Survey: Social media continues to fuel fans
The influence of Facebook, Twitter and YouTube as a primary source of sports information continues to grow among avid sports fans, according to the annual Catalyst Digital Fan Engagement report conducted on behalf of SportsBusiness Journal.
The 2012 study shows that sports fans, particularly teenagers and minorities, increasingly are choosing to interact with leagues, teams and athletes through social media rather than just receiving information via newspapers, magazines and radio.
The study reveals that sports with more ethnically diverse and younger-skewing fan bases, such as mixed martial arts, the NBA and college basketball, have the most engaged users, and those fans also are the most receptive to activation by corporate partners of those properties.
For example, across all sports, social media sports fans frequently engage in social networks while they watch or listen to the game. This is especially true among MMA fans, where nearly 90 percent of fans who use Twitter or Facebook to follow sports say they “most of the time” or “sometimes” log into those social networks while they watch or listen to the game or fight. That rate is just slightly lower for college basketball fans, and more than 80 percent among NBA fans.
|The survey found that fan-run sites such as the Yankees-Red Sox Rivalry Facebook page are gaining larger followings.|
Two groups that make up a considerable part of the MMA fan base are also the most receptive to brand connections with athletes in general: 69 percent of teens and 66 percent of Hispanics age 18-34 say they would be more likely to purchase a brand mentioned by an athlete on a social media site, compared with a 53 percent rate for the survey-wide total.
One of the more interesting results to come out of this year’s study, according to Werner, was the growing influence of what he called “super fans,” or regular people who run a social media site based on specific teams or athletes. For example, 17,000 people “like” the Packers Everywhere page on Facebook, posting pictures of everything from their new “cheesehead” tattoos to green and gold mailboxes.
“From a marketing perspective, the super fan is truly the white space right now,” said Werner, who said he has noticed similar interest in programs conducted over the past 18 months for clients Subway and Under Armour. “I think the sports fan is looking for different tone and voice in this medium, with an entertainment or maybe even gossipy feel. The super fans seem to be able to provide that, whereas the traditional outlets might struggle a little to create that feeling of camaraderie.”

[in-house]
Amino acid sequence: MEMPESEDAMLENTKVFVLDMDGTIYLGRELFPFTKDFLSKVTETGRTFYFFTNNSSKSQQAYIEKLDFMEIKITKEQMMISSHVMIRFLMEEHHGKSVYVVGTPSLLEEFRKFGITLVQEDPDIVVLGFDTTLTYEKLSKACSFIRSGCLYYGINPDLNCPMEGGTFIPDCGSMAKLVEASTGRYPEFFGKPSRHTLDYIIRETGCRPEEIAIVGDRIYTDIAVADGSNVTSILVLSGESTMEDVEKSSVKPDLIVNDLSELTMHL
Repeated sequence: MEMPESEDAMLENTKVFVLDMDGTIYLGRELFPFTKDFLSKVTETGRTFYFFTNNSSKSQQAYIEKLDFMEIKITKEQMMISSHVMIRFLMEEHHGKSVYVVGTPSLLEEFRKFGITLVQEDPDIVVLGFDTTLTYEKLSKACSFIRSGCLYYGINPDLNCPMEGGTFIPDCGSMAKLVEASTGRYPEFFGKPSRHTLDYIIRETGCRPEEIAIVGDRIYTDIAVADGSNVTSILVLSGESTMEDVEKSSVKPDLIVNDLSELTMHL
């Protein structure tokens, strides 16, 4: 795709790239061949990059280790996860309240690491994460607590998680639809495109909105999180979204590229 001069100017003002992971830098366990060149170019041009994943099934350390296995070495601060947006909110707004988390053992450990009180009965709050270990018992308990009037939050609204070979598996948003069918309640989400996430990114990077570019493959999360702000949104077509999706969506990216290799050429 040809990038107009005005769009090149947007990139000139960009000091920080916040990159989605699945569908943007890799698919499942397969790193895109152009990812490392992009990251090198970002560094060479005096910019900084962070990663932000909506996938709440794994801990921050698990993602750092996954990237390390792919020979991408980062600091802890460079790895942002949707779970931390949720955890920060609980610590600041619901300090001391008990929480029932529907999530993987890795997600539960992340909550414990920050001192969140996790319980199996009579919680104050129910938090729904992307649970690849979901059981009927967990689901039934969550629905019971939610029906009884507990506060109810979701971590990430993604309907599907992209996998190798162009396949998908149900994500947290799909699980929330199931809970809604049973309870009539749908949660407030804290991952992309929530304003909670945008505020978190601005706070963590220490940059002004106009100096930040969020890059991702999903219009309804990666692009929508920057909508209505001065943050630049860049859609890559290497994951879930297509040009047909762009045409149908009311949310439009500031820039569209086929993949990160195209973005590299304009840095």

One of the biggest followings belongs to Yankees-Red Sox Rivalry, a Facebook page with 71,300 fans as of press time. When the two clubs played a four-game series at Fenway Park July 6-8, as many as 12,000 fans were logged on to the page at any one time.
The site was created in April 2011 as a hobby by Chris Musial, a Connecticut resident who grew up in the geographic and psychological epicenter of that decades-old feud.
“I started the page because I just love baseball, I love the rivalry and everything that comes with it,” said Musial, who is a social media consultant. “These types of sites work because people are on Facebook for a reason. They physically log on to the site because they specifically want to be on Facebook. So if you post an interesting story or photo, it’ll get clicks, but that’s really not the most effective way to engage people because you are taking them away from the platform. My goal is to keep them in the community itself.”
Musial’s hobby has spawned what he now considers to be a gold mine of information. By using Facebook’s analytics tools to mine his dataset of 71,000 users, he has been able to create a template on how to build a Facebook community and keep potential customers on the page. In what has become almost a sociological study, he knows for example the optimal times to post comments, and what types of photos get the most comments. “More interaction means more eyes on the posts, and that creates more growth for your brand.”
While Musial said he does not make money directly from the operation of the site, his investment has begun to pay off, as he has been able to successfully leverage what he has learned to market his consulting services outside the sports realm.
As for other survey findings:
■ One quarter of MMA and college basketball fans say they use social media more often than they did a year ago to follow a game or fight that they might have otherwise missed, the biggest growth rate among the six sports tracked in the survey.